Debating the Trump base is counter-productive

Trump Supporters along E between 12th and 13th Street, NW, Washington DC on Saturday morning, 14 November 2020 (credit: Elvert Barnes / Wikimedia Commons).

Debating ideas in good faith can be very constructive, so one might imagine that debating the supporters of U.S. President Donald Trump could be constructive, but is it?

The problem with debating the core Trump supporters (the ones who still support him through his claims that he won the 2020 election and therefore are essentially cult members), is that we are not debating ideas, we are debating conspiracy theories. We are debating whether the earth is flat. We are debating whether Elvis is still alive.

In theory, convincing someone that Trump’s claim of widespread fraud is bogus is very easy. The claim has been tested in court many times, and all judges, including Republican-appointed judges and Trump-appointed judges have rejected it as baseless. We also know that the Trump-appointed head of the FBI does not take the claim seriously, and we know that practically all Republican politicians, including allies of Trump, are either silent on Trump’s claim or have outright denounced it. Paul Ryan, a Republican and Former Speaker, said, “the mere fact that the president’s lawyers throw these sort of baseless conspiracy theories out at press conferences but offer no evidence of these in court tells you that there is not the kind of widespread voter fraud or systemic voter fraud that would be required to overturn the outcome of this election”. Even William Barr, Trump’s hyper-partisan Attorney General, stated, “To date, we have not seen fraud on a scale that could have affected a different outcome in the election”.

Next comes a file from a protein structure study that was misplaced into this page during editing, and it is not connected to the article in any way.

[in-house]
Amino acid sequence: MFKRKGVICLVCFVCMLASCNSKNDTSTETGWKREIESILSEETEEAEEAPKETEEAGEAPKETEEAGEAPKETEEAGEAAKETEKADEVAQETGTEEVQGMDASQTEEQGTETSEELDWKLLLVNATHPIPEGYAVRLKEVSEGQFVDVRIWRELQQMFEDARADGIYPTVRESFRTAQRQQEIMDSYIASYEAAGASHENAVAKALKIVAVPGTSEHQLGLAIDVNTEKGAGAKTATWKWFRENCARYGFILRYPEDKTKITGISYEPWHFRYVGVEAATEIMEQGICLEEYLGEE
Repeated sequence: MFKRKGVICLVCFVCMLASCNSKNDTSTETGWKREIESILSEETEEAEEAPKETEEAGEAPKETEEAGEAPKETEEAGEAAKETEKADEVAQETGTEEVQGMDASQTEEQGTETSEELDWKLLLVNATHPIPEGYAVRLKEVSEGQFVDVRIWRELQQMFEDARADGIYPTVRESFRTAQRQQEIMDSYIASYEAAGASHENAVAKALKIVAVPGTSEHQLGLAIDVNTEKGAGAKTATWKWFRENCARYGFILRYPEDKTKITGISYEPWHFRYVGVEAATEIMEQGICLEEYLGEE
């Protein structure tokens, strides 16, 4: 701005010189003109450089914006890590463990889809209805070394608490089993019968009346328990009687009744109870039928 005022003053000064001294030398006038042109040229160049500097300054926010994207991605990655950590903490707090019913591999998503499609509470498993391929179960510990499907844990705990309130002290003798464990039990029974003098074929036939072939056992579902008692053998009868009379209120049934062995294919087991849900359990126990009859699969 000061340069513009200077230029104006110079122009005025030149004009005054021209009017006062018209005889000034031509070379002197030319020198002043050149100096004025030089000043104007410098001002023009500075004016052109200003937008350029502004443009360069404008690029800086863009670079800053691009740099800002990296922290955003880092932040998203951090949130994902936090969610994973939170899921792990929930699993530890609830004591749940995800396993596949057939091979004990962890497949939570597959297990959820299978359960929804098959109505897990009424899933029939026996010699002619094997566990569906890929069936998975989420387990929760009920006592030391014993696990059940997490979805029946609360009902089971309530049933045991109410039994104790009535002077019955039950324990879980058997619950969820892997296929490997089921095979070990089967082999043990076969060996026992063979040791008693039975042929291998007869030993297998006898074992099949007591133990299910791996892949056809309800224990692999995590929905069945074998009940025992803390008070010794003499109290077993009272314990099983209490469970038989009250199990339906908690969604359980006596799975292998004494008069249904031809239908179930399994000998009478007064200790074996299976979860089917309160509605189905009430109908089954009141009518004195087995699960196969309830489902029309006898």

Republican governor of Arizona, Doug Ducey, a Trump supporter, rejected Trump’s claim that Arizona’s vote was fraudulent, saying, “We have some of the strongest election laws in the country, laws that prioritize accountability and clearly lay out procedures for conducting, canvassing, and even contesting the results of an election. We’ve got ID at the polls. We review EVERY signature (every single one) on early ballots — by hand — unlike other states that use computers. Prohibitions on ballot harvesting. Bipartisan poll observers. Clear deadlines, including no ballots allowed after Election Day.”

The editors of the National Review, an icon of American conservative thinking, wrote, “The chief driver of the post-election contention of the past several weeks is the petulant refusal of one man to accept the verdict of the American people. The Trump team (and much of the GOP) is working backwards, desperately trying to find something, anything to support the president’s aggrieved feelings, rather than objectively considering the evidence and reacting as warranted. Almost nothing that the Trump team has alleged has withstood the slightest scrutiny. In particular, it’s hard to find much that is remotely true in the president’s Twitter feed these days. It is full of already-debunked claims and crackpot conspiracy theories about Dominion voting systems.”